Some studies have illustrated that the calves (particularly the soleus muscle) can be composed of over 90 percent Type I, slow-twitch fibers. (3) This makes sense from a biomechanical perspective, since your calves literally carry you around all day and thus must endure a lot of work.
Other research has more or less confirmed that slow-twitch fibers aren’t as sensitive to hypertrophy as their Type II, fast-twitch cousins (3) — though this difference isn’t significant enough to justify throwing in the towel by any means.
Your best course of action might be to train your calves in a way they aren’t already accustomed to. Heavy, focused reps with a slow eccentric cadence and explosive tempo on the way up might work well. You’ll probably have to do some experimenting along the way, though.
Building an impressive physique is about developing specific muscles, true enough. But you also need to consider your silhouette as well. The general shape of your physique is your first impression as a bodybuilder, and the coveted v-taper might just be the most integral aspect.
Why It Matters
From the revered “X-frame” look in open bodybuilding to the “V-frame” in men’s physique, a good shoulder-to-waist ratio is absolutely critical if you’re pursuing aesthetics.
Not only will a good taper highlight the muscularity of your upper body, it’s essential to creating visual “flow” as well — encouraging the eye to move naturally across the body. If you’re a physique competitor, this quality will vary in importance depending on your division.
How to Fix It
First and foremost, understand that your taper is, to some degree, out of your control. Athletes with broad clavicles and a narrow pelvis will naturally have a more pronounced taper. However, that doesn’t mean you can’t take action to address it if it’s a weakness of yours.
If you want to train for a tapered look, you should prioritize hypertrophy in both the lats and deltoids. A wide upper back will naturally make your waist appear smaller, while developed shoulders literally broaden your torso.
Carrying extra body fat may also harm the appearance of a taper, since most people tend to hold fat around the waist and hips. If that’s the case for you and you’re specifically trying to improve your taper, consider entering a fat loss dietary phase.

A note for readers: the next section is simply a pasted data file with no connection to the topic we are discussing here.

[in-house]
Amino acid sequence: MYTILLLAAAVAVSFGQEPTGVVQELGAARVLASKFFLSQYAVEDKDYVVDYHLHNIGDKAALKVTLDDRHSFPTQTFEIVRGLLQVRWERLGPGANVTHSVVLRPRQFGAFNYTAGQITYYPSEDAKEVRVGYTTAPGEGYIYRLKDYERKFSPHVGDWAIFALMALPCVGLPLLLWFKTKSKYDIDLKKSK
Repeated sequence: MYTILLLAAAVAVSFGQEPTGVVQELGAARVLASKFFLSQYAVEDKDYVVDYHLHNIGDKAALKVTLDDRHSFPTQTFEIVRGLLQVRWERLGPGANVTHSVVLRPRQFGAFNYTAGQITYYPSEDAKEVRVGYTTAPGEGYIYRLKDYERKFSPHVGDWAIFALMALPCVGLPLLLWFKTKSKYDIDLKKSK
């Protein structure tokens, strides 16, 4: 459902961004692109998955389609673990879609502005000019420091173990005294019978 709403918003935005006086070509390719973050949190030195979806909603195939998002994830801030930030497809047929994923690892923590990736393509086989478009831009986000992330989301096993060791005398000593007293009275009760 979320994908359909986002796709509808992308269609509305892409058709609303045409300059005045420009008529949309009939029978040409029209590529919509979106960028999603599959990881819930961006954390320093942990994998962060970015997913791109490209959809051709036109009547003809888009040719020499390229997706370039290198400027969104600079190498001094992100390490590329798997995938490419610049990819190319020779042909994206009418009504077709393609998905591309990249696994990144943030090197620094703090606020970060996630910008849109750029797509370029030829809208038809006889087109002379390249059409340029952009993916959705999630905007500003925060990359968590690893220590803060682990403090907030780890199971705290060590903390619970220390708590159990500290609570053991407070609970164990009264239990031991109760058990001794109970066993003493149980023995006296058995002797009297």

Why It Matters
Arm thickness generally refers to, well, how thick your arm looks — particularly when viewed from the front. Although you generally show off your gains by flexing your biceps and triceps while turning to the side, your arms are also on full display in certain poses.
Think of the front relaxed posture, in which competitors spend a great deal of time onstage or between poses. It’s perfectly possible to have peaky biceps and horseshoe triceps when you flex them, but you can’t highlight those gains from the front.
How to Fix It
If you want your arms to appear thicker from the front, you need to look beyond your standard biceps curls and triceps pressdowns to get it done.
There are two primary muscles that, when developed, will help thicken your arms; the brachialis, which lies underneath your biceps, and the brachioradialis, which crosses the elbow joint laterally and contributes to the “meat” of the upper forearm.
You’ll also want to ensure that you train your triceps with as much (or more) intensity.
It’s perfectly possible to see well-developed triceps from the front, even if they lie on the backside of your arm.
If you don’t compete (or intend to compete) in bodybuilding, a posing routine isn’t really of concern to you. However, how you carry yourself certainly is and can affect the presentation of your physique tremendously.
Why It Matters
Every division of bodybuilding, from classic physique to women’s figure, has its own standards and practices regarding posing. Poses are the quintessence of the sport; it’s how you present all your hard work in the gym, after all.
Your posture works the same way, although it isn’t necessarily judged as strictly day-to-day. Upright, proud postures are sometimes correlated with higher perceived confidence, which is relevant to how physique competitors present themselves onstage. (4)(5)
Even if you don’t compete, proper posture often goes a long way toward displaying certain aspects of your physique like your chest and shoulders.
How to Fix It